Children and families have been accepting my story with open arms, singing it’s praises and reminding me that we all have something to offer…
It’s only natural that child care providers are going to be caring for the children of parents (guardians, foster parents, grandparents…) whose political and or religious views are drastically different from our own…but it can be delicate. So we need to be thoughtful and intentional about how we approach these relationships.
Looking back, when I was a younger teacher, I didn’t really have strong views yet, so it wasn’t such an issue for me. Now that I’ve lived and learned so much more, I have VERY strong opinions and views. And part of my personal journey has been to be as authentic and true to myself as possible. So how do I reconcile that with the families for which I provide care? (And let’s be real-we often become like family in this small setting and intimate role)
When talking with children: (imagine the topic of heaven for example)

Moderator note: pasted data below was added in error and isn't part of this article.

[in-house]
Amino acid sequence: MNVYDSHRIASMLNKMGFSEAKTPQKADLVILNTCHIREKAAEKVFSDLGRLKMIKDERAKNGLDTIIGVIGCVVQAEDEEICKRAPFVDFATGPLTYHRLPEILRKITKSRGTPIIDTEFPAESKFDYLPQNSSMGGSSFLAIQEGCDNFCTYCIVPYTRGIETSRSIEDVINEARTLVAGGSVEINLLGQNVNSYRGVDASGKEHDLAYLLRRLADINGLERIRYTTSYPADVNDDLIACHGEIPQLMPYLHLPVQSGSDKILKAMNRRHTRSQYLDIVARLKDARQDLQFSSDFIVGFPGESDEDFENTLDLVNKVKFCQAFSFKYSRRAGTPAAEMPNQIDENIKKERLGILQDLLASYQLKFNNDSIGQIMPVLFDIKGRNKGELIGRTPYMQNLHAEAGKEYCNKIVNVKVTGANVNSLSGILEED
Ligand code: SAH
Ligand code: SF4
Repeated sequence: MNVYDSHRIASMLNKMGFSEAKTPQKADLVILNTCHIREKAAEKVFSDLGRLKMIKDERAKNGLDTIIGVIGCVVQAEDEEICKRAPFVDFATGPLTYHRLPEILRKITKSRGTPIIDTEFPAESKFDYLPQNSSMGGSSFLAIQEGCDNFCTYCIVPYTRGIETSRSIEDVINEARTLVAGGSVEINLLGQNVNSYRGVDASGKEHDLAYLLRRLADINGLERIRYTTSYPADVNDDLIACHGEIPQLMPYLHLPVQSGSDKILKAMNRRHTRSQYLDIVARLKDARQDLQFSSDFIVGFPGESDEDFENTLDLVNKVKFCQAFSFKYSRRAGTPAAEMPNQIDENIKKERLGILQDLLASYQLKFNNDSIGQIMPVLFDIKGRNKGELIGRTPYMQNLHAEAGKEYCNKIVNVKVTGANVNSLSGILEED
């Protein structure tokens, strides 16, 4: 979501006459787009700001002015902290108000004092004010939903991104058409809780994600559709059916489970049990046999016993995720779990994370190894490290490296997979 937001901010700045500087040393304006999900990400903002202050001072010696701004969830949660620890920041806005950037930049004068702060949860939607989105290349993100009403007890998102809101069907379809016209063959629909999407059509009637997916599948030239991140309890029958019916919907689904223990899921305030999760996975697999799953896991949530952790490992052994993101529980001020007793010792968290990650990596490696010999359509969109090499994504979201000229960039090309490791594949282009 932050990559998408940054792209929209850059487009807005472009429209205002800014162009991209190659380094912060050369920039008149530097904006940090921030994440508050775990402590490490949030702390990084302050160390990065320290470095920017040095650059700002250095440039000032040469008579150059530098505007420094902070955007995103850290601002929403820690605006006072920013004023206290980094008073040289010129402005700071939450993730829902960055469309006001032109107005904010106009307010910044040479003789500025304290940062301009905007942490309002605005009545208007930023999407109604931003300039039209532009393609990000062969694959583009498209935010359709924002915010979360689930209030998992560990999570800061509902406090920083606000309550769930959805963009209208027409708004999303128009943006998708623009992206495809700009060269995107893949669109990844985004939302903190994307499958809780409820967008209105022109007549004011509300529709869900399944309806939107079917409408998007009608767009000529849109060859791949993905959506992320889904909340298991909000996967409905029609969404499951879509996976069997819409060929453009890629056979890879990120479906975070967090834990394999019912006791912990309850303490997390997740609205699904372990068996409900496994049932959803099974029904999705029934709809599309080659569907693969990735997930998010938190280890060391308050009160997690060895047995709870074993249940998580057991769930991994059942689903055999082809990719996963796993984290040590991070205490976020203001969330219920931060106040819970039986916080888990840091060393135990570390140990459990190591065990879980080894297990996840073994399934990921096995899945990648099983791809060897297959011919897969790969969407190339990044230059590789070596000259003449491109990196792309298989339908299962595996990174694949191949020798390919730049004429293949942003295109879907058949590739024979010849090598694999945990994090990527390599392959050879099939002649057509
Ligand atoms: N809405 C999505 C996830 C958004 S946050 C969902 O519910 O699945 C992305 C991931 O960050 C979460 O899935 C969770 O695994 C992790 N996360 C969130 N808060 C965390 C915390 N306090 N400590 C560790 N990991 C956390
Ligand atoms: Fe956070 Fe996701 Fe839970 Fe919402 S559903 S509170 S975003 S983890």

- Always let them guide the conversation
- Ask them what they think
- When they ask general questions, suggest they ask their families. Sometimes kids will ask their friends or look in books for answers…roll with it
- When they ask you what you think, keeping in mind their development, answer simply but honestly. For example, I had a child keep telling me that my friend who passed away was in heaven. I believe something else, so without discounting her family faith, I told her, “I don’t know much about heaven, but I think my friends’ energy is in the wind and the snow and the sunsets.”
- Trust children to be true to their family beliefs and still encourage learning about different views, after all, you want them to be open minded in the larger sense…
When talking to adults that we’re trying to build relationships with: (imagine conservative/liberal political views)
- Keep discussions limited to the child as you get to know each other
- Make sure you only talk appropriately and respectfully if children are present